More than 10,000 women walk through the doors of Louisiana’s abortion clinics every year — and any one of them could face life-threatening complications. Unfortunately for these women, their abortion providers can’t admit them to a hospital if their abortion goes wrong.
A large bipartisan majority of the state legislature tried to protect these women by enacting Louisiana Act 620, which simply requires abortionists to have admitting privileges at a nearby hospital. Yet abortion activists still challenged this law in June Medical Services v. Russo, which the U.S. Supreme Court will hear on appeal today.
The evidence suggests the abortion industry’s concern is not for their patients — but for their profits. We know — because 20 years ago in Louisiana, we saw it firsthand.
At the time, one of us was a young state legislator and the other a young attorney fresh out of law school. When a woman almost died inside the Delta Women’s Clinic in Baton Rouge — the largest abortion provider in the state, and notorious for having substandard practices — the young attorney (Johnson) represented her and helped her go to court against the clinic. It was that story, and the gruesome undercover video that followed, that laid the groundwork for the young lawmaker (Perkins) to author — and for the state to later pass — some of the first abortion clinic regulations in the country. Now, two decades later, the most recent clinic regulations are before the Supreme Court.
Those original regulations were passed out of urgent necessity. When a local investigative reporter brought a television camera into the Delta Women’s Clinic, it exposed the industry’s shocking, unsanitary conditions to the world. The video of rusted surgical instruments and filthy operating stations caused an uproar, and clinic workers soon came forward to provide sworn statements about the horrific practices inside.
Recognizing a legitimate health crisis, legislators joined together to pass common sense health and safety regulations almost unanimously. Louisiana’s experience sparked investigations of the abortion industry elsewhere, and led to similar commonsense regulations in other states. They were desperately needed.
If something goes wrong in an invasive abortion procedure (and all too often, it does), women deserve to know that they’ll receive competent emergency care. If an abortionist has admitting privileges at a nearby hospital, he or she can expedite the patient transfer process, and save critical time. While other ambulatory surgical centers have this important requirement, abortion clinics want a pass. The reality is that laws like Louisiana’s save lives. Now, all these laws hang in the balance before the Supreme Court.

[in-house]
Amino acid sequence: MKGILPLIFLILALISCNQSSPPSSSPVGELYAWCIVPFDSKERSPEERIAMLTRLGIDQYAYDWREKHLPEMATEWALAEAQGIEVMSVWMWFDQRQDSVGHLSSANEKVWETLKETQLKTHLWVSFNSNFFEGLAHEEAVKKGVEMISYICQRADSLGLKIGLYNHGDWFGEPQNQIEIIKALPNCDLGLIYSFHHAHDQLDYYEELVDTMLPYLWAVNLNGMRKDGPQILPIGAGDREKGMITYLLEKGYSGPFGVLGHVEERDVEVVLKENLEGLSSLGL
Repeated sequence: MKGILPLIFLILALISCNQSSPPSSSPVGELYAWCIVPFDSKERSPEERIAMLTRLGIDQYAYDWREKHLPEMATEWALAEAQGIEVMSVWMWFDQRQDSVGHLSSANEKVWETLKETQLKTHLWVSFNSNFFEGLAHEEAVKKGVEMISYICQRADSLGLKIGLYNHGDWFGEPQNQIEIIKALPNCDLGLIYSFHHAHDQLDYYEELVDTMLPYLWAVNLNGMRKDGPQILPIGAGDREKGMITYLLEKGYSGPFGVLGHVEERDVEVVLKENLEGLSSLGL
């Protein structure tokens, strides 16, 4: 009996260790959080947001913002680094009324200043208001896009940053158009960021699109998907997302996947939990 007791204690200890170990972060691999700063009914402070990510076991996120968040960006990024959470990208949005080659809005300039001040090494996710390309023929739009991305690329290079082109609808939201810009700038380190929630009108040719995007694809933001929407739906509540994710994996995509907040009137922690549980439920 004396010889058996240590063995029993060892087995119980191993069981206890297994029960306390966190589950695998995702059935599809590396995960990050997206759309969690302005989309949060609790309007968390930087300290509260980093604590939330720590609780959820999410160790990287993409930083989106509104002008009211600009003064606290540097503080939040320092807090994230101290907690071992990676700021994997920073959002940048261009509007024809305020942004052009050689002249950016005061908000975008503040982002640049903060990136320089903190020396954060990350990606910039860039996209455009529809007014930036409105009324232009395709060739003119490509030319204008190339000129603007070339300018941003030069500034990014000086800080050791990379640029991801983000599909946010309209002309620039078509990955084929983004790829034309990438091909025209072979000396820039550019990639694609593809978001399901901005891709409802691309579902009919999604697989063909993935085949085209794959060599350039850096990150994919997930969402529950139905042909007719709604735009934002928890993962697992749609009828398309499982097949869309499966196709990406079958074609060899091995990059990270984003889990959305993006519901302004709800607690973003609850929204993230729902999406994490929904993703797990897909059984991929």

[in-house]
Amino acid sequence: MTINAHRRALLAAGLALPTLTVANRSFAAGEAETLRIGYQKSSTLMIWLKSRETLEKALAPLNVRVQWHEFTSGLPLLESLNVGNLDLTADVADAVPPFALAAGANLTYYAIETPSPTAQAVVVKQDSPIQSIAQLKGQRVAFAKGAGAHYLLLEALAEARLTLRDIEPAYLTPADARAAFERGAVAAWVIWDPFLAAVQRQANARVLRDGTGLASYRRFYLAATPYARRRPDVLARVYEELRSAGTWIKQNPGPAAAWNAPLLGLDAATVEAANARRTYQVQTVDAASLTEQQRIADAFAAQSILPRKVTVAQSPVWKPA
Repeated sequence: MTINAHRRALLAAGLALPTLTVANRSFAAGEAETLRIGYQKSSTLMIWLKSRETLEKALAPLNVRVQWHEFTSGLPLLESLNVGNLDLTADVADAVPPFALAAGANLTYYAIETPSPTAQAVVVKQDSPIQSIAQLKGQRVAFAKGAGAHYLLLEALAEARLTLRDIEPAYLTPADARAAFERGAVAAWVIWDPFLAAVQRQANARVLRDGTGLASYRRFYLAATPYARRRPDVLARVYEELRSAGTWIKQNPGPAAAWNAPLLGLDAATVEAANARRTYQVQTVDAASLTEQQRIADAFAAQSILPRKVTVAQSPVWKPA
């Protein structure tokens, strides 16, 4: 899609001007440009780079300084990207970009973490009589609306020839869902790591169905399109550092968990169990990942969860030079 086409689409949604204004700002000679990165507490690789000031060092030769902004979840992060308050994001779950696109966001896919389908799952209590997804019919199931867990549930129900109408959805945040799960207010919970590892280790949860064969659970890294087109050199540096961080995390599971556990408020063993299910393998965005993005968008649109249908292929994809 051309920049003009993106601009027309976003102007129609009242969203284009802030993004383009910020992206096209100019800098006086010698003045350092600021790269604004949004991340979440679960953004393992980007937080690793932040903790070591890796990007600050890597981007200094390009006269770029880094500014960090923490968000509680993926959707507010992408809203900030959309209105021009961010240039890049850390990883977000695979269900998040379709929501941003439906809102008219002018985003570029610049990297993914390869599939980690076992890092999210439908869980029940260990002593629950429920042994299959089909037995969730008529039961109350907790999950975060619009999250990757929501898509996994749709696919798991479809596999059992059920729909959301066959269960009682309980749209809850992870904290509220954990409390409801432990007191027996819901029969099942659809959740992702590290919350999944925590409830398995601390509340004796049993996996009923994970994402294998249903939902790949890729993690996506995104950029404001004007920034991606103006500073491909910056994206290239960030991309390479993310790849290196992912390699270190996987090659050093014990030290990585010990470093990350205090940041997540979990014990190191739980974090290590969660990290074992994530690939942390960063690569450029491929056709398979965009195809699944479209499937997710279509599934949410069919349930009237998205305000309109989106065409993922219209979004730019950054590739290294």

Along with the state of Louisiana, 22 other states, the Trump administration, 207 members of Congress, and countless many other organizations and individuals believe it’s time for the court to put women’s health first. As Family Research Council’s amicus brief in support of Louisiana argues, Act 620 is squarely within the state’s right and responsibility to regulate the medical field, and should clearly be upheld as constitutional.
Just as importantly, abortion providers should not be allowed to go to court to strike down health and safety regulations that protect the very women the abortion industry claims to represent. This is a serious and problematic conflict of interest that the Supreme Court should correct. Women are quite capable of speaking up for themselves if they want to file suit against Louisiana’s law, and they themselves should be the parties with legal standing to do so. Perhaps none have done so here because they actually want their abortion providers to be held to higher standards of care.
When deciding the Russo case in the coming months, the Supreme Court should affirm the right of states to provide oversight and regulation of abortion clinics, and also take the opportunity to clarify that abortion providers cannot truly represent the interests of women when contesting health and safety requirements designed to protect those same people. As a result, these clinics should not have “standing” to be able to sue on behalf of the women they put at risk. If the justices get this question right, it could change the entire landscape of American abortion law for the better. And it will be decades overdue.
• Tony Perkins is president of Family Research Council. As a Louisiana state legislator, he was the author of the first version of the clinic regulations law now being challenged before the U.S. Supreme Court. FRC has filed an amicus brief in June Medical Services v. Russo supporting the state of Louisiana. Mike Johnson, a Republican U.S representative from Louisiana, is chairman of the House Republican Study Committee. He helped lead an amicus brief in June Medical Services v. Russo in support of Louisiana on behalf of 207 members of Congress. Prior to his election to Congress, he represented the state in the Russo case, and as an attorney in private practice 15 years earlier, he represented a woman who almost died from unsafe conditions in the Delta Women’s Clinic in Baton Rouge.